Consistency of children's sexualized or avoidant reactions to anatomical dolls: A pilot study
Anatomical dolls are a common but controversial tool in the assessment of suspected child sexual abuse. The present pilot study was conducted to explore the consistency of behaviors of 10 young children who had demonstrated clear intercourse positionings with anatomical dolls (Demonstrators) and 10 children who had avoided any contact with the unclothed dolls (Avoiders) during a prior normative study. These children, along with matched controls from the original sample, were re-interviewed 16 months later to determine whether their interactions with the dolls changed over time. Items of interest included the frequency of the childrens' sexualized and avoidant behaviors with the dolls as well as their knowledge of the mechanics of intercourse and possible sources of such knowledge. Findings revealed that changes over time occurred in all groups. Changes in the children's behaviors may be explained by cultural, maturational and socialization factors. Implications for interviewing young children are discussed. © 1996, by The Haworth Press, Inc. All rights reserved.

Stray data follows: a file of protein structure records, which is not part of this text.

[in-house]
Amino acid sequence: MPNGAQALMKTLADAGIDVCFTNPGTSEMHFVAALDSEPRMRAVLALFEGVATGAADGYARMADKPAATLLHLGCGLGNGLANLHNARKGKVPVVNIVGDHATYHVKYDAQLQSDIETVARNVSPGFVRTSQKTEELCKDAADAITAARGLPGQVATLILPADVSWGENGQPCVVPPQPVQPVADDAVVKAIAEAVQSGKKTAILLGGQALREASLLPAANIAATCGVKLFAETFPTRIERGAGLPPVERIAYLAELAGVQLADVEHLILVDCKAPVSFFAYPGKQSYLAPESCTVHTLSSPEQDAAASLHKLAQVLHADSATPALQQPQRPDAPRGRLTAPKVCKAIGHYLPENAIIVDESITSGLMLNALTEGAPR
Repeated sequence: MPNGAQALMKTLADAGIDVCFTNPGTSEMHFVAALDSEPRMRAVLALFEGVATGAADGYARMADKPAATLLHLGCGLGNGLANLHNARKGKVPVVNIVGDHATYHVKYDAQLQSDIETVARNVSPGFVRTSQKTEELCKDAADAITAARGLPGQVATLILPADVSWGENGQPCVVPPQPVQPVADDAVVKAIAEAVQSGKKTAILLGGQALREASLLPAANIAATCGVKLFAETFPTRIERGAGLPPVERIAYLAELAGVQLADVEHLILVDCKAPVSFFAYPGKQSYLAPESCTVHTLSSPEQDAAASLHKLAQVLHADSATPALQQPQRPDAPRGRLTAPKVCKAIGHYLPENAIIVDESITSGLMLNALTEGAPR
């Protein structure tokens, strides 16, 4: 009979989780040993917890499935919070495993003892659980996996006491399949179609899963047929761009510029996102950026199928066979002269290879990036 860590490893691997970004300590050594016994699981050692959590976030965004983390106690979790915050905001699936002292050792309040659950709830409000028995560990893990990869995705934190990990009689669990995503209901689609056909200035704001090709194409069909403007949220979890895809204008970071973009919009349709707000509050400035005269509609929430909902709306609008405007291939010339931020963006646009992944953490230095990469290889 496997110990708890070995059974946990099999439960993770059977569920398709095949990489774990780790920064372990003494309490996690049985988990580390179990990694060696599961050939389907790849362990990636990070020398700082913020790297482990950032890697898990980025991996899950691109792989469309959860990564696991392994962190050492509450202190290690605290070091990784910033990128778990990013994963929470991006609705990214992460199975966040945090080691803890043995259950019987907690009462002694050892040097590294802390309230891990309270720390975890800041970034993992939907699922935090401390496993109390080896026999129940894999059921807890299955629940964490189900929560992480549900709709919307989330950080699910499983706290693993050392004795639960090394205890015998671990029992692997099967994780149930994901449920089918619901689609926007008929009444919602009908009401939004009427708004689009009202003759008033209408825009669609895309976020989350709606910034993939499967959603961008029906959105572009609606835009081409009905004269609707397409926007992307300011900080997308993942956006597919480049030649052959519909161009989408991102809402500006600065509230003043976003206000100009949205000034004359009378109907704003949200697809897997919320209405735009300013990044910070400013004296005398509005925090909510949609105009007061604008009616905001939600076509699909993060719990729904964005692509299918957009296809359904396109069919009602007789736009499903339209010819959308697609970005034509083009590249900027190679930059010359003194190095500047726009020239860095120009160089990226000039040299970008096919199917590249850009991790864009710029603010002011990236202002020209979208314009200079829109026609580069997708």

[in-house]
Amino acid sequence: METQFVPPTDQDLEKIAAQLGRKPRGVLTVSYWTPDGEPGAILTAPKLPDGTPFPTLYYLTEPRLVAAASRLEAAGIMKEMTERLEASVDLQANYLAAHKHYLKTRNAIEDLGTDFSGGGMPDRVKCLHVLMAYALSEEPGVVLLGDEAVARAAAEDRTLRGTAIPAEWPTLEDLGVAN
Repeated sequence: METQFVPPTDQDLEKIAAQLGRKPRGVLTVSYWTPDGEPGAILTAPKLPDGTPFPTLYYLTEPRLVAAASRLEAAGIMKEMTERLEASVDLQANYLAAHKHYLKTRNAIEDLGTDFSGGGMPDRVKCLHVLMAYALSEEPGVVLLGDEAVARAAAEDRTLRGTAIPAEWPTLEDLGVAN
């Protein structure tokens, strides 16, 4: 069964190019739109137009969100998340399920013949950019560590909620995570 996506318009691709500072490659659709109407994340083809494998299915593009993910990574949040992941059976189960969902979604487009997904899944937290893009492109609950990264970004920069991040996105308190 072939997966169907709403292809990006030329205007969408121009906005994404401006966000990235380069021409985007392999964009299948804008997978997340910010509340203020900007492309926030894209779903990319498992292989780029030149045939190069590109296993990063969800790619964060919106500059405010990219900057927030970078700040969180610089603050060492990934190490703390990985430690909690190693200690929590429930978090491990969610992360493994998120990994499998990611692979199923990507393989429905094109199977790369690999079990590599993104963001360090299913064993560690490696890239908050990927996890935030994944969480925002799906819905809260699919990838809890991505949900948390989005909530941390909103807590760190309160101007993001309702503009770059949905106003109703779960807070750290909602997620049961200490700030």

Boat, BW; Everson, MD; Amaya-Jackson, L
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